MLBbros Tony Kemp and Jason Heyward were nominated by their teams for one of the most prestigious honors in Major League Baseball, the Roberto Clemente Award.
Roberto Clemente played all 18 of his Major League seasons for the Pittsburgh Pirates.
During that time he won the National League Most Valuable Player award in 1966, won 12 consecutive Gold Gloves, led the National League in batting for four seasons and collected over 3,000 hits during his career, but even bigger was his impact off the field.
Clemente was known for his charity work, particularly helping Latin American and Caribbean countries with food and baseball equipment during the off-season.
In 1972, a plane crash tragically took the Hall of Famers life at just 38; he was on his way to help the country of Nicaragua after it had been affected by an earthquake.
Wednesday, September 15 will be the 20th annual Roberto Clemente Day, which honors Clemente’s legacy both on and off the field.
Each player and coach will wear a “21” patch on their jerseys, and on Tuesday each Major League team announced their nominee for the Roberto Clemente Award.
The “J-Hey” kid has been doing work for his community since he broke into the Bigs at the age of 17 with a first at bat home run and now he is being nominated for his work on the North side of Chicago. During the COVID 19 pandemic, Heyward helped several nonprofits and underserved communities with basic necessities.
Heyward continues to show his commitment to Chicago, the Cubs and his teammates through contributions to community and nonprofit organizations, @CubsCharities and player foundations.
On Friday, the Chicago Cubs placed five-time Gold Glove winner Jason Heyward on the 10-day injured list, the latest in a flurry of moves that officially marked the end of an era on Chicago’s North Side.
Heyward, despite 2-years and $44 million remaining on his contract, is the latest odd man out in Chicago, although the writing has been on the wall for Hayward for some time now.
The Ricketts family has made it clear that the glory days are over, and the time for change is now.
Despite the sadness being displayed by Cubs fans, this team has done what most teams are unable to do.
In an era where championship aspirations are often characterized by “windows”, the Cubs had arguably the most successful 4-year span in team history.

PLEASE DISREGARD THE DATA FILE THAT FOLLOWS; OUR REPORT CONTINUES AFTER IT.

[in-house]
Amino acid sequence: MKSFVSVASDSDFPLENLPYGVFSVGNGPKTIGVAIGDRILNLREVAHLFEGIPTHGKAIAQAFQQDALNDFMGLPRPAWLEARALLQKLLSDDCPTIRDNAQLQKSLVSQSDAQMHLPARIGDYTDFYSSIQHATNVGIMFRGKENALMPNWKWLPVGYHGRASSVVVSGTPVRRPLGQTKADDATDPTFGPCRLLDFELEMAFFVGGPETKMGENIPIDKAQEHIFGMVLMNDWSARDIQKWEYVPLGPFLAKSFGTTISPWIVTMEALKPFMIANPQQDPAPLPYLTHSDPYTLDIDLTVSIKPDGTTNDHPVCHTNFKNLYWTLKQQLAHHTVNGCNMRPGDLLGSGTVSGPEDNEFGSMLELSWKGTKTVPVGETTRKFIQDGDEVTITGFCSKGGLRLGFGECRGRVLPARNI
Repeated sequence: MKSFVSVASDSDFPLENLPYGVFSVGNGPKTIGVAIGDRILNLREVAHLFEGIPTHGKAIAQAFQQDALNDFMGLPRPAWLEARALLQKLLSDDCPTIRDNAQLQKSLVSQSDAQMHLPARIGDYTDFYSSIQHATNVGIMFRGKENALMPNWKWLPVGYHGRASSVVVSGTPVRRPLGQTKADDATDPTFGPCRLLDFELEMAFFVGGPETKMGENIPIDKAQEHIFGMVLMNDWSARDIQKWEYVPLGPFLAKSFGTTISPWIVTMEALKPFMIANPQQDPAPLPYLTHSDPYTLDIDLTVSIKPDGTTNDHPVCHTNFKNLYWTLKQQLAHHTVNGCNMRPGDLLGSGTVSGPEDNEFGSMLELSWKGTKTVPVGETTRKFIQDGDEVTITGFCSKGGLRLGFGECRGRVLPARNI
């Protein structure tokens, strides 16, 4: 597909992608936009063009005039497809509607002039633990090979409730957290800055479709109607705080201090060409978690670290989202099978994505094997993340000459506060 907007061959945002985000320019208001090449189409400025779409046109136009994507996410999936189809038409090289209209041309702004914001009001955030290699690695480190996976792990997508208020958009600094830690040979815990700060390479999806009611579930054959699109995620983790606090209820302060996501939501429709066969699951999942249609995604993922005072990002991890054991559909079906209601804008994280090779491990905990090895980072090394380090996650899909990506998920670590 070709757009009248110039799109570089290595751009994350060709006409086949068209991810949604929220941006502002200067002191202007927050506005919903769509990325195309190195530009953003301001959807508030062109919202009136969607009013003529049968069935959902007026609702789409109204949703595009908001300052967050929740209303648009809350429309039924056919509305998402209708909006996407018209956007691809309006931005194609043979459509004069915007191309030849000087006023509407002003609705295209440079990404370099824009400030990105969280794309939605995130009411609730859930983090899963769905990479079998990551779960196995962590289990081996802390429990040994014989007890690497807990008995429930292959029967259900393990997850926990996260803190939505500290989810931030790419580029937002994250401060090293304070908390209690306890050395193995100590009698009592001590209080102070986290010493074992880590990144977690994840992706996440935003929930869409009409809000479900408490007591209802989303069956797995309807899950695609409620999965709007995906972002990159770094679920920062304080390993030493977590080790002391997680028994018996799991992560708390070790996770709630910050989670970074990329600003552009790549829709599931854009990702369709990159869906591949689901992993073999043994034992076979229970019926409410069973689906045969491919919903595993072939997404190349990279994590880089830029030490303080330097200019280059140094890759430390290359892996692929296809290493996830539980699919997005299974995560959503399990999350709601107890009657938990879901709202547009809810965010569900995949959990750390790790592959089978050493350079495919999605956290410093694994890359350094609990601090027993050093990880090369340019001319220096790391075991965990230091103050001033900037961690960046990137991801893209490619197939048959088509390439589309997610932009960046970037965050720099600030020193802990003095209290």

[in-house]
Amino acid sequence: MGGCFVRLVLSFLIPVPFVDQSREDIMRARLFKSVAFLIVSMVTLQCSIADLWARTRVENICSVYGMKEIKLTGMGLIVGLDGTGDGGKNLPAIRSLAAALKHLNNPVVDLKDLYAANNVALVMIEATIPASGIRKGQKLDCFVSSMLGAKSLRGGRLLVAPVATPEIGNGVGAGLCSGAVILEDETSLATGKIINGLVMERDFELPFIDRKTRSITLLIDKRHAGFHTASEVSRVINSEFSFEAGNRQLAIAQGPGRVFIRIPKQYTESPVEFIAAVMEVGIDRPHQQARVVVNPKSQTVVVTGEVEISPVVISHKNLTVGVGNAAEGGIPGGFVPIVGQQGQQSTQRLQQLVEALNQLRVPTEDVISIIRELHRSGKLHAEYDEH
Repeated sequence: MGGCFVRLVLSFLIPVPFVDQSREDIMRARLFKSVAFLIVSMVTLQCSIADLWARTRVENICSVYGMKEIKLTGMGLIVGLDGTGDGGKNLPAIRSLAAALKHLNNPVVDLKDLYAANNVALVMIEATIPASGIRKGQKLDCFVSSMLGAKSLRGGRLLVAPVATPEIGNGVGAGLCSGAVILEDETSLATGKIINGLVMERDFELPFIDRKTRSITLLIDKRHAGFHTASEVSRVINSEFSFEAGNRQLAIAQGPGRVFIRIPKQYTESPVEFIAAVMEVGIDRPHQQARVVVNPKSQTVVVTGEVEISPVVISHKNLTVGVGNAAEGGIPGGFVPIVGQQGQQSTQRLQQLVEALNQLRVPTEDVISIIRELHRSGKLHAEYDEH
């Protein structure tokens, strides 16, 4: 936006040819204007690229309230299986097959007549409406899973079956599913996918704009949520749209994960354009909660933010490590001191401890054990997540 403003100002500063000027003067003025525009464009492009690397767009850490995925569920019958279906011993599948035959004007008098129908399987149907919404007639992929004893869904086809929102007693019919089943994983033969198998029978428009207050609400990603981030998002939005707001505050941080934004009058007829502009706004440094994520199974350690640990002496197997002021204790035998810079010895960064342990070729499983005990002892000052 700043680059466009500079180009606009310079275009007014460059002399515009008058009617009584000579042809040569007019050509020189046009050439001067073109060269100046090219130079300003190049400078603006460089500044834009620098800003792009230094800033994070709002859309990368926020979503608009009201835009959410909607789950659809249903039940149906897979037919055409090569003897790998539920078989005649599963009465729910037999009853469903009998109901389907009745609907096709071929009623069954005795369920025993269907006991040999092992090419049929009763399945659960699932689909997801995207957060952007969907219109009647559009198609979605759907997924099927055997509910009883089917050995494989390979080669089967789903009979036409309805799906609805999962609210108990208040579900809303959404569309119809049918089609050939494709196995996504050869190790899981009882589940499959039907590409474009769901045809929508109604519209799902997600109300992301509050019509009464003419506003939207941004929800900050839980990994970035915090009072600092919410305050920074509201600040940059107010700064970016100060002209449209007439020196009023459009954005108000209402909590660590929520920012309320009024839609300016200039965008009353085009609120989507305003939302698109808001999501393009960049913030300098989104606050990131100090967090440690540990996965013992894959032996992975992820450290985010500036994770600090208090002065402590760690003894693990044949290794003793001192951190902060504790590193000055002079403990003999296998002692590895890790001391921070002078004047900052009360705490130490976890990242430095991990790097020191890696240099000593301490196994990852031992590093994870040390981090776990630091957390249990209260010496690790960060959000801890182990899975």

This stretch included three trips to the NLCS and that glorious year in 2016 that Cubs fans across the world will never forget.
While the bulk of the focus has been placed on core pieces Kris Bryant, Anthony Rizzo and Javier Baez being traded (and rightfully so).
The story of the 2016 curse breakers cannot be told without Heyward and another MLB bro; current St. Louis Cardinals center fielder Dexter Fowler.
The 2016 Chicago Cubs battled back from a 3-1 deficit in the World Series to force one final winner take all matchup in Cleveland.
If the longest standing championship drought in modern sports history was going to end, it would end on the grandest stage in all of sports; Game 7.
Fowler and Heyward would both affect this game, but in two completely different ways.
For Fowler, it was shaking off a 4-for-25 series to deliver three huge hits in Game 7, including a leadoff home run.
His homer was the first leadoff home-run in the World Series by a Black player since Yankees Icon Derek Jeter did it 16 years prior against the New York Mets.
Now Dexter may have set the tone to start the game, and after Cleveland battled back to send it to extras, it was the vet Heyward who rallied the proverbial troops.
Sports Illustrated senior writer Tom Verducci’s bookThe Cubs Way: The Zen of Building the Best Team in Baseball and Breaking the Curse gave us a first hand look into how a speech given by Heyward during their late night rain delay changed the course of Cubs history forever.
“We’re the best team in baseball, and we’re the best team in baseball for a reason,” Hayward said. “Now we’re going to show it. We play like the score is nothing-nothing. We’ve got to stay positive and fight for your brothers. Stick together and we’re going to win this game.”